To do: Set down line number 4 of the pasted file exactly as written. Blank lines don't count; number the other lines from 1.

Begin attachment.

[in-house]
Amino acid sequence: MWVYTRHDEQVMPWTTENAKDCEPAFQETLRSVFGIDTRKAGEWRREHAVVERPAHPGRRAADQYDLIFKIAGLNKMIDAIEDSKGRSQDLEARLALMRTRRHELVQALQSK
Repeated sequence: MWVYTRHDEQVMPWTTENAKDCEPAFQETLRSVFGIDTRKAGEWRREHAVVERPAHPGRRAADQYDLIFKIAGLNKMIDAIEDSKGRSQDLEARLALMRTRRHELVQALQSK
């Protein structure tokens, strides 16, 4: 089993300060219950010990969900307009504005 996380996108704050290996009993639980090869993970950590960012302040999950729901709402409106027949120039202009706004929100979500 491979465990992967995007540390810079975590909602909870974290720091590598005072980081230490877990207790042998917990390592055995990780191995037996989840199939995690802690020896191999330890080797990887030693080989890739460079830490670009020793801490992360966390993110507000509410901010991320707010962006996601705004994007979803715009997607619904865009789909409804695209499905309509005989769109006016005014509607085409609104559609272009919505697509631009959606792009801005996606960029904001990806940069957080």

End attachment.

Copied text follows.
């Protein structure tokens, strides 16, 4: 089993300060219950010990969900307009504005 996380996108704050290996009993639980090869993970950590960012302040999950729901709402409106027949120039202009706004929100979500 491979465990992967995007540390810079975590909602909870974290720091590598005072980081230490877990207790042998917990390592055995990780191995037996989840199939995690802690020896191999330890080797990887030693080989890739460079830490670009020793801490992360966390993110507000509410901010991320707010962006996601705004994007979803715009997607619904865009789909409804695209499905309509005989769109006016005014509607085409609104559609272009919505697509631009959606792009801005996606960029904001990806940069957080």